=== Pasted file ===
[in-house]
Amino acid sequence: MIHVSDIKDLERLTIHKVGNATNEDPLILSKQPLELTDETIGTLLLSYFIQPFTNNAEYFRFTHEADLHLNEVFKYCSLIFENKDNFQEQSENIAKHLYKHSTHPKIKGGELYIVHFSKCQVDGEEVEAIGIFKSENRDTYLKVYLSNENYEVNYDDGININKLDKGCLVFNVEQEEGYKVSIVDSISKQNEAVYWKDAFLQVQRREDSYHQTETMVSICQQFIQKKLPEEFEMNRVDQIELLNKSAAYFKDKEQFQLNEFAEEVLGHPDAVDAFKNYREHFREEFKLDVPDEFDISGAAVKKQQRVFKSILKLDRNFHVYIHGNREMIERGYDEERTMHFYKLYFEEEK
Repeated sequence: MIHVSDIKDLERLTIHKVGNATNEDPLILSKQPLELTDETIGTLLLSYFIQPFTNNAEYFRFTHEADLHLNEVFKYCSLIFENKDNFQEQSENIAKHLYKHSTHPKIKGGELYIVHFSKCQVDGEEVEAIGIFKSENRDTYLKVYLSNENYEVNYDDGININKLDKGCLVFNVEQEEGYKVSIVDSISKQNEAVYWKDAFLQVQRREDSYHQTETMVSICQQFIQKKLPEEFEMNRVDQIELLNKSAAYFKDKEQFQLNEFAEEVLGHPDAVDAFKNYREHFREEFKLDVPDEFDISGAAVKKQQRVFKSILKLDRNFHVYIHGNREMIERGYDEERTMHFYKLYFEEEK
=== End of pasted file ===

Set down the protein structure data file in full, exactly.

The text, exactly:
[in-house]
Amino acid sequence: MIHVSDIKDLERLTIHKVGNATNEDPLILSKQPLELTDETIGTLLLSYFIQPFTNNAEYFRFTHEADLHLNEVFKYCSLIFENKDNFQEQSENIAKHLYKHSTHPKIKGGELYIVHFSKCQVDGEEVEAIGIFKSENRDTYLKVYLSNENYEVNYDDGININKLDKGCLVFNVEQEEGYKVSIVDSISKQNEAVYWKDAFLQVQRREDSYHQTETMVSICQQFIQKKLPEEFEMNRVDQIELLNKSAAYFKDKEQFQLNEFAEEVLGHPDAVDAFKNYREHFREEFKLDVPDEFDISGAAVKKQQRVFKSILKLDRNFHVYIHGNREMIERGYDEERTMHFYKLYFEEEK
Repeated sequence: MIHVSDIKDLERLTIHKVGNATNEDPLILSKQPLELTDETIGTLLLSYFIQPFTNNAEYFRFTHEADLHLNEVFKYCSLIFENKDNFQEQSENIAKHLYKHSTHPKIKGGELYIVHFSKCQVDGEEVEAIGIFKSENRDTYLKVYLSNENYEVNYDDGININKLDKGCLVFNVEQEEGYKVSIVDSISKQNEAVYWKDAFLQVQRREDSYHQTETMVSICQQFIQKKLPEEFEMNRVDQIELLNKSAAYFKDKEQFQLNEFAEEVLGHPDAVDAFKNYREHFREEFKLDVPDEFDISGAAVKKQQRVFKSILKLDRNFHVYIHGNREMIERGYDEERTMHFYKLYFEEEK